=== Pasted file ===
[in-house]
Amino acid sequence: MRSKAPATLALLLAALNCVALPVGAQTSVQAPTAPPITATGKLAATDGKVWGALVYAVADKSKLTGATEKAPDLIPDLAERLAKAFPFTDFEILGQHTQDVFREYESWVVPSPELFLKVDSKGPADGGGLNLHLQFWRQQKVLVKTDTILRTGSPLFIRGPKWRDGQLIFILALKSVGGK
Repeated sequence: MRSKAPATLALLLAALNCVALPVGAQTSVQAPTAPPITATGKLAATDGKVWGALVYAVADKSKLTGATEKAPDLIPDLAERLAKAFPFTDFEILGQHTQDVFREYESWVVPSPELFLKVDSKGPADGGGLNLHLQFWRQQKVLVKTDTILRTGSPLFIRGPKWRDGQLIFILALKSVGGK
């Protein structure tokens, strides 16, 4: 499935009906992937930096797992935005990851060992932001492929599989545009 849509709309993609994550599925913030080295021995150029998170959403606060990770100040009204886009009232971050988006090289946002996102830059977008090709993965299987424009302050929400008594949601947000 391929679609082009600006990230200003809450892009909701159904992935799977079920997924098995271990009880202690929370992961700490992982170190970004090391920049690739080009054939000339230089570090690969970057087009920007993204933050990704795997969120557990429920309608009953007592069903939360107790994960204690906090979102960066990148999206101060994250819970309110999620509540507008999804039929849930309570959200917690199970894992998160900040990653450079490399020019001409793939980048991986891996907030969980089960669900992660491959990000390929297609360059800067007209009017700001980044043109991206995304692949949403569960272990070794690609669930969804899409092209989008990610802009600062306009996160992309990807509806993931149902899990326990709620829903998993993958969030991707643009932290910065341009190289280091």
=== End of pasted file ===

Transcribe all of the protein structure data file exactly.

[in-house]
Amino acid sequence: MRSKAPATLALLLAALNCVALPVGAQTSVQAPTAPPITATGKLAATDGKVWGALVYAVADKSKLTGATEKAPDLIPDLAERLAKAFPFTDFEILGQHTQDVFREYESWVVPSPELFLKVDSKGPADGGGLNLHLQFWRQQKVLVKTDTILRTGSPLFIRGPKWRDGQLIFILALKSVGGK
Repeated sequence: MRSKAPATLALLLAALNCVALPVGAQTSVQAPTAPPITATGKLAATDGKVWGALVYAVADKSKLTGATEKAPDLIPDLAERLAKAFPFTDFEILGQHTQDVFREYESWVVPSPELFLKVDSKGPADGGGLNLHLQFWRQQKVLVKTDTILRTGSPLFIRGPKWRDGQLIFILALKSVGGK
């Protein structure tokens, strides 16, 4: 499935009906992937930096797992935005990851060992932001492929599989545009 849509709309993609994550599925913030080295021995150029998170959403606060990770100040009204886009009232971050988006090289946002996102830059977008090709993965299987424009302050929400008594949601947000 391929679609082009600006990230200003809450892009909701159904992935799977079920997924098995271990009880202690929370992961700490992982170190970004090391920049690739080009054939000339230089570090690969970057087009920007993204933050990704795997969120557990429920309608009953007592069903939360107790994960204690906090979102960066990148999206101060994250819970309110999620509540507008999804039929849930309570959200917690199970894992998160900040990653450079490399020019001409793939980048991986891996907030969980089960669900992660491959990000390929297609360059800067007209009017700001980044043109991206995304692949949403569960272990070794690609669930969804899409092209989008990610802009600062306009996160992309990807509806993931149902899990326990709620829903998993993958969030991707643009932290910065341009190289280091």